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0C3 Guitar Amp Controlled Smooth Sag
One of the non-linear characteristics that SS and especially digital can't do well is to deal with/model/emulate smooth and progressive edge of breakup transition revolves around analog sag that is powerfully affected by extremely slight differences in string gauge, EQ, power amp overdrive and especially pick attack and fingering.  This characteristic of tube power amps is responsible for a very "human voice" type of nuance creating inflection and expressiveness. 

Granted some players, especially Metal and Shred lovers want the exact opposite, extreme consistency that lends itself to speed articulation but passion players tend to prefer singing lead work and much of that comes from tube analog sag.  This thread is about a severely unrecognized design that improves sag by creating an especially sweet balance between predictable and serendipity that every player that I've known immediately hears and feels.

This design is only a very small step removed from common design since "all it does" is regulate screen grid voltage by tracking plate current and maintaining a constant voltage difference between plates and screen grids so the grids are never positive relative to plates (a distinctly disastrous effect on harmonics) and maintains a constant relationship between the business end of power pentodes in relation to input signal.  While this does tend to improve high end response as well, apparent headroom goes way up especially in high current demand caused by low end frequencies that naturally require more power.  The result is that lop end never "farts" but still generates pleasant and articulate overdrive harmonics.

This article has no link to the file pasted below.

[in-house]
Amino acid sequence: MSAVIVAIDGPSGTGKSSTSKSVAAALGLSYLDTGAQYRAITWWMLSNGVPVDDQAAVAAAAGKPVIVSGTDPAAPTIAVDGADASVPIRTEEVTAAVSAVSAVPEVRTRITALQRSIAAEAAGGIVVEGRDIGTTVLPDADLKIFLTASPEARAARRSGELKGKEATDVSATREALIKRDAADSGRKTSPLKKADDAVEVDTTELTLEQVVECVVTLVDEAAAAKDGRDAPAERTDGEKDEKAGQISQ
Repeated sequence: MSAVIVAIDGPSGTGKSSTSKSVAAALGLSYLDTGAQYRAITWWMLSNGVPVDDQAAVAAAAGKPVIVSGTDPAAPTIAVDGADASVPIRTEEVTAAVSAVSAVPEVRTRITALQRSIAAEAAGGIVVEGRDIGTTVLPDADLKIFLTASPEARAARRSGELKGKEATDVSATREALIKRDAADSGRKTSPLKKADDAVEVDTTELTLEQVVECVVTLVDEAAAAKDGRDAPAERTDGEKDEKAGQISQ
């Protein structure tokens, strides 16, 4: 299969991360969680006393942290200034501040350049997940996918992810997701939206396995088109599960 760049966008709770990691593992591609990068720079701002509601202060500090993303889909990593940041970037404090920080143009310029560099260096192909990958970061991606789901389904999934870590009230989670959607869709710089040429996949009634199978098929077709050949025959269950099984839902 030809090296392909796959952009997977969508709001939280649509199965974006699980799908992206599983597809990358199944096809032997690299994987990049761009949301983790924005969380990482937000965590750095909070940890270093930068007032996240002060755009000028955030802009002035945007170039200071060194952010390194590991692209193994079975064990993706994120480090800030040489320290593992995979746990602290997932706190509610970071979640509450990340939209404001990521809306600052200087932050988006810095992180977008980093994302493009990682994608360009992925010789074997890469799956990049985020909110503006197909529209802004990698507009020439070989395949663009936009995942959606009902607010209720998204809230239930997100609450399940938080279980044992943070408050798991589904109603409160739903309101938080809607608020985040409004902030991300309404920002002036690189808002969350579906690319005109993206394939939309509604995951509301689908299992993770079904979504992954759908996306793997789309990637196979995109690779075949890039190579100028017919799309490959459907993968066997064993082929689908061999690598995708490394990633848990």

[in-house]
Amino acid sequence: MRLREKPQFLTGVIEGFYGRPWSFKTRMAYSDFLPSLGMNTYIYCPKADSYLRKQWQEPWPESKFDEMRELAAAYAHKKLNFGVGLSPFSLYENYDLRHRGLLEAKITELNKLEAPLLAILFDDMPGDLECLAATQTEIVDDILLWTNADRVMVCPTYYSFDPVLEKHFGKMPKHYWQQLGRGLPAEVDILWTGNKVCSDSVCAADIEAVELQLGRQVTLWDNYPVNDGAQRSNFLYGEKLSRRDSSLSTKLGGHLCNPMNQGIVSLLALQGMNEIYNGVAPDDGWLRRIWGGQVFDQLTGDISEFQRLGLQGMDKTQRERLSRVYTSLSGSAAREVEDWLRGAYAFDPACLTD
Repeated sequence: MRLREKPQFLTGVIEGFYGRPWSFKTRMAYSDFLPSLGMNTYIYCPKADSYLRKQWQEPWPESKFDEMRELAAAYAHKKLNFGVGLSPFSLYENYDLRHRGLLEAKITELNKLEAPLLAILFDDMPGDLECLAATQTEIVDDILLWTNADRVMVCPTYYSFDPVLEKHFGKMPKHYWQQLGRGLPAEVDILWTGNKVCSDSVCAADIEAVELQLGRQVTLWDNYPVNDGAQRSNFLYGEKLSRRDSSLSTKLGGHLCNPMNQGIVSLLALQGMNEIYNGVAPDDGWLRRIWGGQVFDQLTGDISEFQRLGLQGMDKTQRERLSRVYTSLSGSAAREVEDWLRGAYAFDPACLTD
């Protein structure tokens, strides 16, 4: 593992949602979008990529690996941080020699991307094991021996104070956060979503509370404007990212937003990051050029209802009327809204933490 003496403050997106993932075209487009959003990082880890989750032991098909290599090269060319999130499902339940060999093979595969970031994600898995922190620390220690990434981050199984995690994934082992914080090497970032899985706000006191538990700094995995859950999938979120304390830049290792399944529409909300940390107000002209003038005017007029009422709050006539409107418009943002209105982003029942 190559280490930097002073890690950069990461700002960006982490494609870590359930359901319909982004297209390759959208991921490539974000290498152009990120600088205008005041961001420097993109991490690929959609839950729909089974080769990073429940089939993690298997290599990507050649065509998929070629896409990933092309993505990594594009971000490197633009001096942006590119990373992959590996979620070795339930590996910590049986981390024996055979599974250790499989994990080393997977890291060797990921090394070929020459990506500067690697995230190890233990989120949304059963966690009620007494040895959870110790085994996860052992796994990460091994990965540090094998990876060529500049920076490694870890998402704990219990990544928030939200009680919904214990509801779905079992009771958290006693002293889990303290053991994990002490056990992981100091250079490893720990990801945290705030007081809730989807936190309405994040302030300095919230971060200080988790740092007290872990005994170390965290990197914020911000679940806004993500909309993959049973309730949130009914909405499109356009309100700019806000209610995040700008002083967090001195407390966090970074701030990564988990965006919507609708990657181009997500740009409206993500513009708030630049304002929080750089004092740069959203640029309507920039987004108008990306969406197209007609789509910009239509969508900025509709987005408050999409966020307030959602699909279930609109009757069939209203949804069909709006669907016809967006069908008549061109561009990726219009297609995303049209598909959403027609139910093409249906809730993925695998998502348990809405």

The design difference that creates such dynamic response is the 0C3 "regulator" valve that is still rather cheaply available as NOS devices (was never very popular among the bean counters that chopped design costs fort instrument amplification back in the day).  AFAIK this tracking regulation has no single element counterpart in solid state electronics and we all know (or should know) that in general simple is better where instruments are involved.  This is because of one long overlooked perspective that

INSTRUMENT AMPS ARE NOT REPRODUCTION DEVICES BUT INSTEAD PART OF THE INSTRUMENT OF ELECTRIC GUITAR!  IOW, one important view is that very few players want an electric guitar to sound the same as a non-amplified strum only louder.  Most want "color".  Especially these days where very few venues allow the volume levels that allow that incredible feedback loop where volume makes a guitar system, including the air in between speaker and strings, makes an electric guitar "come alive".  I'm not going to insult anyone's intelligence by saying this amp design negates that physical attribute that only comes to that degree with sheer SPL, but it does indeed reduce the levels at which the effect begins at more reasonable levels.  You can't possibly know this without experiencing this for yourself and as noted, this design has been all but non-existent in guitar amps so how could you.. with the vaguly possible exception of one playing through an old Leslie rig (that depended  on the 0C3 to get extreme headroom for extreme frequency response, especially in the low end for bass pedals on a B3) ?  Most players who actually played through a Leslie like model 147 simply thought the sound came only from rotating speakers since they generally only switched a Leslie on when they wanted the modulation, never hearing the effect for straight clean.